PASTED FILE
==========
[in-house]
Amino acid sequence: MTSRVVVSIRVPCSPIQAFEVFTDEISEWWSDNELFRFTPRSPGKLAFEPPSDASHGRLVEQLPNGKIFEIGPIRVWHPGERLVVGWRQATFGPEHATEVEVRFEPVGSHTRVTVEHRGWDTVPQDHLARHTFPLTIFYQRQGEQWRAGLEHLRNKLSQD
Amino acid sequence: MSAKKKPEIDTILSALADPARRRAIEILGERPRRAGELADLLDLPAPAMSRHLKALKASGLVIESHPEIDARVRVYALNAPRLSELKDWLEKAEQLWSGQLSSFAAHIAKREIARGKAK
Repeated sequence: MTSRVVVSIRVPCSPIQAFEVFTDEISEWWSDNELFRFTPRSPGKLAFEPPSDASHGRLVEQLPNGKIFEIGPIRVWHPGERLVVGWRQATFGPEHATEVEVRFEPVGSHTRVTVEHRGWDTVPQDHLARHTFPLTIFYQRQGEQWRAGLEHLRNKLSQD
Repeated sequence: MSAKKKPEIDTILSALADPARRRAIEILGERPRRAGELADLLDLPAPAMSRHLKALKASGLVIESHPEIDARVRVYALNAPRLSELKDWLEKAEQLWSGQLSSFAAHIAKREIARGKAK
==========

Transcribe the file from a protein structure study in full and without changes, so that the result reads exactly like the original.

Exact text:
[in-house]
Amino acid sequence: MTSRVVVSIRVPCSPIQAFEVFTDEISEWWSDNELFRFTPRSPGKLAFEPPSDASHGRLVEQLPNGKIFEIGPIRVWHPGERLVVGWRQATFGPEHATEVEVRFEPVGSHTRVTVEHRGWDTVPQDHLARHTFPLTIFYQRQGEQWRAGLEHLRNKLSQD
Amino acid sequence: MSAKKKPEIDTILSALADPARRRAIEILGERPRRAGELADLLDLPAPAMSRHLKALKASGLVIESHPEIDARVRVYALNAPRLSELKDWLEKAEQLWSGQLSSFAAHIAKREIARGKAK
Repeated sequence: MTSRVVVSIRVPCSPIQAFEVFTDEISEWWSDNELFRFTPRSPGKLAFEPPSDASHGRLVEQLPNGKIFEIGPIRVWHPGERLVVGWRQATFGPEHATEVEVRFEPVGSHTRVTVEHRGWDTVPQDHLARHTFPLTIFYQRQGEQWRAGLEHLRNKLSQD
Repeated sequence: MSAKKKPEIDTILSALADPARRRAIEILGERPRRAGELADLLDLPAPAMSRHLKALKASGLVIESHPEIDARVRVYALNAPRLSELKDWLEKAEQLWSGQLSSFAAHIAKREIARGKAK